Dr. Van Allen’s powerful appearance on the news program did more to convince people than any of their previous efforts had, combined. An impressive number of hardcore skeptics were swayed by his impassioned words but motivating governmental entities was another matter. The continual gridlock of international politics prevented progress in many areas. Individuals were convinced but national regimes and countries were not. Politicians desperate to hold onto their power expended great effort to silence or discredit the ILRT. In the end, the people were powerless to achieve the necessary objectives by themselves.
Recognizing the predictable failure of world governments to relinquish control and make sincere efforts to correct the problems, the team held an emergency meeting to discuss strategy ideas. First the itemized the probable reasons why so little progress was being made. Then they brainstormed for ways to turn that around.
“I think a large part of the issue is that relinquishing nuclear weapons would make the super powers feel vulnerable. The people inside those countries may want a warhead-free world but those in charge of national security are too paranoid of letting their nationalistic guard down. There are even rumors circulating that our whole project is merely a military smokescreen to disarm the world through propaganda. No matter how much credible data we supply to the contrary, those conspiracy theories will always exist with some heads of state.”
“That’s a very valid observation Robert.”; Mo remarked. “We may have won the hearts and minds of most people but no matter where you are on this planet, the people are ruled by unthinking government bureaucrats. This may vary in degrees from one place to another but even with the Democratic republics, they are still afraid that other countries would not disarm themselves. If we could find a way to convince the ruling class that other nations have followed through, we might achieve a domino effect. It would only take a few disarmament pioneers to influence the others. Now the question is, how do we achieve that? More importantly, how could we convince the others to trust that it has officially happened?”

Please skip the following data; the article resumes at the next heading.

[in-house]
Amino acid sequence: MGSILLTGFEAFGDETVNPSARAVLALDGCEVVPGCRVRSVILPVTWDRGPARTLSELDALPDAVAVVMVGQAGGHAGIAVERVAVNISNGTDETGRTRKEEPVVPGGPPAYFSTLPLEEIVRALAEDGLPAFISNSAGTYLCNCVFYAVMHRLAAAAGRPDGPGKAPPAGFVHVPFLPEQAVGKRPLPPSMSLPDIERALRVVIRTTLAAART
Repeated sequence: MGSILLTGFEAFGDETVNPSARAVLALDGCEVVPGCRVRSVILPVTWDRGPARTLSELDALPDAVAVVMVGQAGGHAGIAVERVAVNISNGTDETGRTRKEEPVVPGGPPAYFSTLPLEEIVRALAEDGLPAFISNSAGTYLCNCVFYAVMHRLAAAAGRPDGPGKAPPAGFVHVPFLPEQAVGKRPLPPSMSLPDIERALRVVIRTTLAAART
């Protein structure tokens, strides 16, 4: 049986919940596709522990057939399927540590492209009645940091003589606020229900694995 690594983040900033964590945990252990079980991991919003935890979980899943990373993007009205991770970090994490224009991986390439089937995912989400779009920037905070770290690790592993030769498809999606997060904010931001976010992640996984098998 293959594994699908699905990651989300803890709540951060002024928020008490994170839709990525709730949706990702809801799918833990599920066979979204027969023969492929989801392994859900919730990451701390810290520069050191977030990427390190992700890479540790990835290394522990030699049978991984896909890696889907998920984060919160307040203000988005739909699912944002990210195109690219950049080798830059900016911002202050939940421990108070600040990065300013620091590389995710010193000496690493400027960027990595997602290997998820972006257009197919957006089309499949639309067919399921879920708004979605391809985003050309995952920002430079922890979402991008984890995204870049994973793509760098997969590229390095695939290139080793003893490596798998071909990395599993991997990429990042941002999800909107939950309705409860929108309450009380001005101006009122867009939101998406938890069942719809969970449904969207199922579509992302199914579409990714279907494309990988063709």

“As long as there are sovereign nations, there will always be defensive leaders that will refuse to accept what we say about the mission. Either that, or they believe us (on an intellectual level), but are still unwilling to view the world in a more singular mindset. Letting go of nationalism on a global scale would alleviate almost all of the gridlock; but honestly, I don’t see that happening. Scaring the people into pressuring their governments into compliance will only lead to massive bloodshed. There has to be a better way than pushing for a global revolt.”
“Agreed Thomas, but how?”
“Man has struggled for thousands of years to get its leaders to follow their will. It’s not exactly a new problem; but it’s taken on a whole new level of importance now. Unfortunately I don’t have the answer, Mo. I just ask the uncomfortable questions around here.”
“That you do Thomas. That you do; and you are right. In technological advancements, humanity has come a long way but some facets of human nature never change. Those in power hold onto it with grim determination. Perhaps the ‘will of the people’ is an illusion. Until we can convince the powers that be to relinquish control, our entire mission is in jeopardy.
Moving on to the next order of business, how is the linguistic sequencing coming along, Aaron? Will our first message to ‘the Architect’ be ready in time for the planned communication date?”
End of part 3